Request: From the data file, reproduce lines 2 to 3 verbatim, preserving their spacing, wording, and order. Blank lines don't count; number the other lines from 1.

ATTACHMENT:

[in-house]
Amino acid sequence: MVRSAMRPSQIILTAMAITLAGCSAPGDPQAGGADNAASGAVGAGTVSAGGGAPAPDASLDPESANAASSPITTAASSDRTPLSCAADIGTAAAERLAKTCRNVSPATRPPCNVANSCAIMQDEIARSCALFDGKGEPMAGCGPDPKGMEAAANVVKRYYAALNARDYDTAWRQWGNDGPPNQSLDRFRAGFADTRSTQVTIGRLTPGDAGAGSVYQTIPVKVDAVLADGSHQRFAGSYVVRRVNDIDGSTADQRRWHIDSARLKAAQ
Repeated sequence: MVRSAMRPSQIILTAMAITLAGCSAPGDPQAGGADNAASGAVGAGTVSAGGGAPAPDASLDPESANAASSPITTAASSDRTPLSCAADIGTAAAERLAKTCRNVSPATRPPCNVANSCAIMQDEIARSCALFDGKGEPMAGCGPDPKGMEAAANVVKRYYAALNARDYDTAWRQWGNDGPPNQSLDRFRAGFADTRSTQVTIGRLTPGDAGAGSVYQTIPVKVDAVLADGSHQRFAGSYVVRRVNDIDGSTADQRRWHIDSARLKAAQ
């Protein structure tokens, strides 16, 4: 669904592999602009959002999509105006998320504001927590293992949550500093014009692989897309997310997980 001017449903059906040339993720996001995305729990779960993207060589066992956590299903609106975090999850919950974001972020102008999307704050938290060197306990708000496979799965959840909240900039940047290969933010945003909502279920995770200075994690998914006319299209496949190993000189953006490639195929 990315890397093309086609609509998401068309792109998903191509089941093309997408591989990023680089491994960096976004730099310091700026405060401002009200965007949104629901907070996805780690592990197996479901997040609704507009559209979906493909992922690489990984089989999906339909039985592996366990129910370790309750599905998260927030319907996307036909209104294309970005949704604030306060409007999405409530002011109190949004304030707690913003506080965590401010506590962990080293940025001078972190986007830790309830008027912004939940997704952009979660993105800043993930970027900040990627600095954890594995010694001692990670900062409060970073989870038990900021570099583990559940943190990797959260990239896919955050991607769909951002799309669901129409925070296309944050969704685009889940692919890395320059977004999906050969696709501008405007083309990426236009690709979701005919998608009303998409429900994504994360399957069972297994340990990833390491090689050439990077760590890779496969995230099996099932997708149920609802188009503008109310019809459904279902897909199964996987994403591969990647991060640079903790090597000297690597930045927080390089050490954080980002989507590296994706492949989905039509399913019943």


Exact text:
Amino acid sequence: MVRSAMRPSQIILTAMAITLAGCSAPGDPQAGGADNAASGAVGAGTVSAGGGAPAPDASLDPESANAASSPITTAASSDRTPLSCAADIGTAAAERLAKTCRNVSPATRPPCNVANSCAIMQDEIARSCALFDGKGEPMAGCGPDPKGMEAAANVVKRYYAALNARDYDTAWRQWGNDGPPNQSLDRFRAGFADTRSTQVTIGRLTPGDAGAGSVYQTIPVKVDAVLADGSHQRFAGSYVVRRVNDIDGSTADQRRWHIDSARLKAAQ
Repeated sequence: MVRSAMRPSQIILTAMAITLAGCSAPGDPQAGGADNAASGAVGAGTVSAGGGAPAPDASLDPESANAASSPITTAASSDRTPLSCAADIGTAAAERLAKTCRNVSPATRPPCNVANSCAIMQDEIARSCALFDGKGEPMAGCGPDPKGMEAAANVVKRYYAALNARDYDTAWRQWGNDGPPNQSLDRFRAGFADTRSTQVTIGRLTPGDAGAGSVYQTIPVKVDAVLADGSHQRFAGSYVVRRVNDIDGSTADQRRWHIDSARLKAAQ